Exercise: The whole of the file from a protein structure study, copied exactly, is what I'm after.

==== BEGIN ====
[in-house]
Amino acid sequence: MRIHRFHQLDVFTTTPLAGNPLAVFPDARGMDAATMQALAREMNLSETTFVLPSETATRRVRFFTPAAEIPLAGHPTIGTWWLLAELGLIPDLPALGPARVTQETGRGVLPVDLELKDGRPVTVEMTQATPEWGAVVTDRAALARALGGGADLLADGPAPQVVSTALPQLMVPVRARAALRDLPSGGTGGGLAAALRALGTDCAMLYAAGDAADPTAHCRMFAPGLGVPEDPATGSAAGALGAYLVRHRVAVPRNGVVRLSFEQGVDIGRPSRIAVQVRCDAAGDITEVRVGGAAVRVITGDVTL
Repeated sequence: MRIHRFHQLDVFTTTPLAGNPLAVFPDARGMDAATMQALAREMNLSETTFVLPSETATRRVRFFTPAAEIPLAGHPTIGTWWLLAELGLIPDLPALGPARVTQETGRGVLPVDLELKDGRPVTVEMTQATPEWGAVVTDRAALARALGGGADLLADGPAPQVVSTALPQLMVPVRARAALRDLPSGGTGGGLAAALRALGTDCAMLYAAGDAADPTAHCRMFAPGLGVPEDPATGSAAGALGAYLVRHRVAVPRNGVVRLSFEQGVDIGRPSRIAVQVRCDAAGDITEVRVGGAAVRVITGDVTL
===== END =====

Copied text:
[in-house]
Amino acid sequence: MRIHRFHQLDVFTTTPLAGNPLAVFPDARGMDAATMQALAREMNLSETTFVLPSETATRRVRFFTPAAEIPLAGHPTIGTWWLLAELGLIPDLPALGPARVTQETGRGVLPVDLELKDGRPVTVEMTQATPEWGAVVTDRAALARALGGGADLLADGPAPQVVSTALPQLMVPVRARAALRDLPSGGTGGGLAAALRALGTDCAMLYAAGDAADPTAHCRMFAPGLGVPEDPATGSAAGALGAYLVRHRVAVPRNGVVRLSFEQGVDIGRPSRIAVQVRCDAAGDITEVRVGGAAVRVITGDVTL
Repeated sequence: MRIHRFHQLDVFTTTPLAGNPLAVFPDARGMDAATMQALAREMNLSETTFVLPSETATRRVRFFTPAAEIPLAGHPTIGTWWLLAELGLIPDLPALGPARVTQETGRGVLPVDLELKDGRPVTVEMTQATPEWGAVVTDRAALARALGGGADLLADGPAPQVVSTALPQLMVPVRARAALRDLPSGGTGGGLAAALRALGTDCAMLYAAGDAADPTAHCRMFAPGLGVPEDPATGSAAGALGAYLVRHRVAVPRNGVVRLSFEQGVDIGRPSRIAVQVRCDAAGDITEVRVGGAAVRVITGDVTL